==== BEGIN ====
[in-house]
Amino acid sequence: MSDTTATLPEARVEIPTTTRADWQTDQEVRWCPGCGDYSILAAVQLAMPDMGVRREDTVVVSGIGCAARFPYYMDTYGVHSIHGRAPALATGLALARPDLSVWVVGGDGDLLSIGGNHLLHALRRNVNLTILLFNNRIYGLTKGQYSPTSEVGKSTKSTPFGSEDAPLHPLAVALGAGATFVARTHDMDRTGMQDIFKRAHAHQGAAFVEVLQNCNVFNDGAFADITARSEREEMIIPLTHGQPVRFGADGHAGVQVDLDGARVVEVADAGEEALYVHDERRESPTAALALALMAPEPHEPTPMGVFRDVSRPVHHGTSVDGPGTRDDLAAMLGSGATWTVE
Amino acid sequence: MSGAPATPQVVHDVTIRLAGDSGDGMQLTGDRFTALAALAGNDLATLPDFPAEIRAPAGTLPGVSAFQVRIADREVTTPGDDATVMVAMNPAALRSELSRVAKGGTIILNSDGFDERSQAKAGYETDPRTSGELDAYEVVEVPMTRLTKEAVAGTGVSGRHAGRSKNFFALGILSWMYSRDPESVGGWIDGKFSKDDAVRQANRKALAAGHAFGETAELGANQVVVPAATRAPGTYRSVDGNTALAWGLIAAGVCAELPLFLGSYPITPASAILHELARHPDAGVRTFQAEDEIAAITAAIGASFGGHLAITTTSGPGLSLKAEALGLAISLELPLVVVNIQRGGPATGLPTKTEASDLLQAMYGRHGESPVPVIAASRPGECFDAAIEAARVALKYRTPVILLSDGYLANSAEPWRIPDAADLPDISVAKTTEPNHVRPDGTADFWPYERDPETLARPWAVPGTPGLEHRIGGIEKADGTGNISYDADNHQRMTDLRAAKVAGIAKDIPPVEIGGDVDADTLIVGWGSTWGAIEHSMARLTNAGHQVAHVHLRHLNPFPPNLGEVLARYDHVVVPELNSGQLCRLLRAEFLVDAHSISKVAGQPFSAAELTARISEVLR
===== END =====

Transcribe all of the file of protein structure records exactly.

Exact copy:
[in-house]
Amino acid sequence: MSDTTATLPEARVEIPTTTRADWQTDQEVRWCPGCGDYSILAAVQLAMPDMGVRREDTVVVSGIGCAARFPYYMDTYGVHSIHGRAPALATGLALARPDLSVWVVGGDGDLLSIGGNHLLHALRRNVNLTILLFNNRIYGLTKGQYSPTSEVGKSTKSTPFGSEDAPLHPLAVALGAGATFVARTHDMDRTGMQDIFKRAHAHQGAAFVEVLQNCNVFNDGAFADITARSEREEMIIPLTHGQPVRFGADGHAGVQVDLDGARVVEVADAGEEALYVHDERRESPTAALALALMAPEPHEPTPMGVFRDVSRPVHHGTSVDGPGTRDDLAAMLGSGATWTVE
Amino acid sequence: MSGAPATPQVVHDVTIRLAGDSGDGMQLTGDRFTALAALAGNDLATLPDFPAEIRAPAGTLPGVSAFQVRIADREVTTPGDDATVMVAMNPAALRSELSRVAKGGTIILNSDGFDERSQAKAGYETDPRTSGELDAYEVVEVPMTRLTKEAVAGTGVSGRHAGRSKNFFALGILSWMYSRDPESVGGWIDGKFSKDDAVRQANRKALAAGHAFGETAELGANQVVVPAATRAPGTYRSVDGNTALAWGLIAAGVCAELPLFLGSYPITPASAILHELARHPDAGVRTFQAEDEIAAITAAIGASFGGHLAITTTSGPGLSLKAEALGLAISLELPLVVVNIQRGGPATGLPTKTEASDLLQAMYGRHGESPVPVIAASRPGECFDAAIEAARVALKYRTPVILLSDGYLANSAEPWRIPDAADLPDISVAKTTEPNHVRPDGTADFWPYERDPETLARPWAVPGTPGLEHRIGGIEKADGTGNISYDADNHQRMTDLRAAKVAGIAKDIPPVEIGGDVDADTLIVGWGSTWGAIEHSMARLTNAGHQVAHVHLRHLNPFPPNLGEVLARYDHVVVPELNSGQLCRLLRAEFLVDAHSISKVAGQPFSAAELTARISEVLR